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Mad king ludwid nocked over an historic (authentic) medieval castle and built this 'proper' medieval castle instead.
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Finally, after driving through the night, we took a tour of Berlin.
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Original section of wall.

The Berlin wall was erected by the soviet regime in East Berlin was built to be too high for a single person to jump and climb. It also had curved tubing on the top to prevent a second person getting a foot-up and grasping a hand hold.

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Innocuous shot of turf and shoes? Underneath is the bombed ruins of Hitlers' bunkers, where he dwelled and eventually shot himself. It was decided not to erect any museum here as it was thought it will attract the wrong sort of tourist.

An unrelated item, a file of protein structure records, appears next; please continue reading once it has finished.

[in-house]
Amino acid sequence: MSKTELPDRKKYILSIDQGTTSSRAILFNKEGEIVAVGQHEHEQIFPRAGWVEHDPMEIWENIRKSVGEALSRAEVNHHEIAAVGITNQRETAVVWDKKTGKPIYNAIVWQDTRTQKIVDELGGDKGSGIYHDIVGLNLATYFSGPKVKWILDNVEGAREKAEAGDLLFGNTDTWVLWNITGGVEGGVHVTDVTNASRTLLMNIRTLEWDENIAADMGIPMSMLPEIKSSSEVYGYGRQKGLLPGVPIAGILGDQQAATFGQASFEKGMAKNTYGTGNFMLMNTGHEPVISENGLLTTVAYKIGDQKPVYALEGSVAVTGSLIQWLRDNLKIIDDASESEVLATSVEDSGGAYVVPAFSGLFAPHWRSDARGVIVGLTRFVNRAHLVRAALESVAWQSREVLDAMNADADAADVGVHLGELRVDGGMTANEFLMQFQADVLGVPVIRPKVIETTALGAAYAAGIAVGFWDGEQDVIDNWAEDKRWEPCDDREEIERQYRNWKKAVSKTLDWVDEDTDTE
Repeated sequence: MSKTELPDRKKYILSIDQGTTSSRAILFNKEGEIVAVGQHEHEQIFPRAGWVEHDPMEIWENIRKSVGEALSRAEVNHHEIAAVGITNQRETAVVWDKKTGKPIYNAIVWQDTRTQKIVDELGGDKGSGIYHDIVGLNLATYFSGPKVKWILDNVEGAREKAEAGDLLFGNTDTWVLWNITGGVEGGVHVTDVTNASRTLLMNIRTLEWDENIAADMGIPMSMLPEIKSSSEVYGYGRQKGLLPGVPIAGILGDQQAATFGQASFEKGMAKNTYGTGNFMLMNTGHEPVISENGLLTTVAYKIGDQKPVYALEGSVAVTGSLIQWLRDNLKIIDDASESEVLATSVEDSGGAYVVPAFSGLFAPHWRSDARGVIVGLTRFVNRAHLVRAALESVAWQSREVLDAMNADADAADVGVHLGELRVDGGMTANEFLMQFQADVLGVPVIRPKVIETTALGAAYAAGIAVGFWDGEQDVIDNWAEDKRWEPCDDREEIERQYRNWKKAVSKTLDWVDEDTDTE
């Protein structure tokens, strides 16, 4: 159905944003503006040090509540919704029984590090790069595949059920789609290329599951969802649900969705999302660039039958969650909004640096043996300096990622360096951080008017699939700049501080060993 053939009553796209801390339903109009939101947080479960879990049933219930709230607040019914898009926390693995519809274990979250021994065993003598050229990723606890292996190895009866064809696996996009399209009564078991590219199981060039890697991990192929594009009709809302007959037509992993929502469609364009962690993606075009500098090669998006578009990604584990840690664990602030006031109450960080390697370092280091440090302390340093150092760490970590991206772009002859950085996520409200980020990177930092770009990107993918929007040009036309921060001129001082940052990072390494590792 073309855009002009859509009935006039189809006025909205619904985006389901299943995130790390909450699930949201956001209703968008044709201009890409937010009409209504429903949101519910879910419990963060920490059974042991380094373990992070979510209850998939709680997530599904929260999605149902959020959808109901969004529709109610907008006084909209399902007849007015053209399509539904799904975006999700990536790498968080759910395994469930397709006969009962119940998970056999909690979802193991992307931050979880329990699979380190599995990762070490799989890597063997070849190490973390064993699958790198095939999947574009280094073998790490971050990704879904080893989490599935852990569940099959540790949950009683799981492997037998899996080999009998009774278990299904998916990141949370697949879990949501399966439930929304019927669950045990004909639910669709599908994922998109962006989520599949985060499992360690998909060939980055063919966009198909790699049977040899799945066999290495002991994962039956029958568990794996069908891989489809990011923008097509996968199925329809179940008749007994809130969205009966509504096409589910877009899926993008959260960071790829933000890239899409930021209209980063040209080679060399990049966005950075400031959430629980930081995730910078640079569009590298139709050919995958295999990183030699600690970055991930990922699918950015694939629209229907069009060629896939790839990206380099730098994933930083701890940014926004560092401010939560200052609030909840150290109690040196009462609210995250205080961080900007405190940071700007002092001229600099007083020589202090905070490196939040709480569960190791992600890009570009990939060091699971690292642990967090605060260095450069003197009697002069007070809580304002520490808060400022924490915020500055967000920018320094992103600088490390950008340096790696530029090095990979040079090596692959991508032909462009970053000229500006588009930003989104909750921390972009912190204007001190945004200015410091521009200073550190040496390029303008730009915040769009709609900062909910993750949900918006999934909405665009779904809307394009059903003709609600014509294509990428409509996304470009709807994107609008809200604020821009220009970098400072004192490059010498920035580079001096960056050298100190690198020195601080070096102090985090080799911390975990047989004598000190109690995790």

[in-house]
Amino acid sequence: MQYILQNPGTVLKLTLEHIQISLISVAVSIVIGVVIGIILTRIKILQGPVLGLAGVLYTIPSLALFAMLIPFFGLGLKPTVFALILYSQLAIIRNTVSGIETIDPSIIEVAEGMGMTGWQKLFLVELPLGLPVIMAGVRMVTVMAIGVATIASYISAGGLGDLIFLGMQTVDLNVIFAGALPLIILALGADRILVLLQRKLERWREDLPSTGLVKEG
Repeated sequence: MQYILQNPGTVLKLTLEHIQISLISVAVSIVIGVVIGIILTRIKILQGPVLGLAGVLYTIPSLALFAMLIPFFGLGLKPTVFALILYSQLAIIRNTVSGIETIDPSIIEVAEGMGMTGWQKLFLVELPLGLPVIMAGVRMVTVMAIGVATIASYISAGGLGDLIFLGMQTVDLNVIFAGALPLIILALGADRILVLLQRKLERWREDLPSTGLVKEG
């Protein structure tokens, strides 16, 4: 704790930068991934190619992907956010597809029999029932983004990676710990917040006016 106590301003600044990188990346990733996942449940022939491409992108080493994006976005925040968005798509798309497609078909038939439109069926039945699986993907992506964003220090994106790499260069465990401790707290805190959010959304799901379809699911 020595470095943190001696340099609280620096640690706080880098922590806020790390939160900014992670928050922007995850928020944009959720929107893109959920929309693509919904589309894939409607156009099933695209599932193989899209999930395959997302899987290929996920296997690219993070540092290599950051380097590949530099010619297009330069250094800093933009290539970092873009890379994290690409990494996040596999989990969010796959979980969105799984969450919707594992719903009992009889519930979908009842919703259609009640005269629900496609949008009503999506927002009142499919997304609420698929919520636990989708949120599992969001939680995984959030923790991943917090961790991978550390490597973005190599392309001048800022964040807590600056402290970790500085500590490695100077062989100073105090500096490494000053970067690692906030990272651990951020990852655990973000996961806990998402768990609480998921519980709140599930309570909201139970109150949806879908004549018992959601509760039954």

It is quite popular amongst local's to come here to vomit and urinate after a big night out on the town. A guide told us if we felt unwell, this was the spot to empty our stomaches, no-body would mind.

After a pretty grim dose of modern history, (and positive experiences with locals in Berlin), we drove to the town of hanover, stopping on the way at Wolfburg, the home of the peoples wagon; VW. Hitler built the autobahns, and given a world class road system, wanted Germans to have vehicles to drive on the then empty super highways. Apparently the original VW was some small box-like car, and not its classic shape.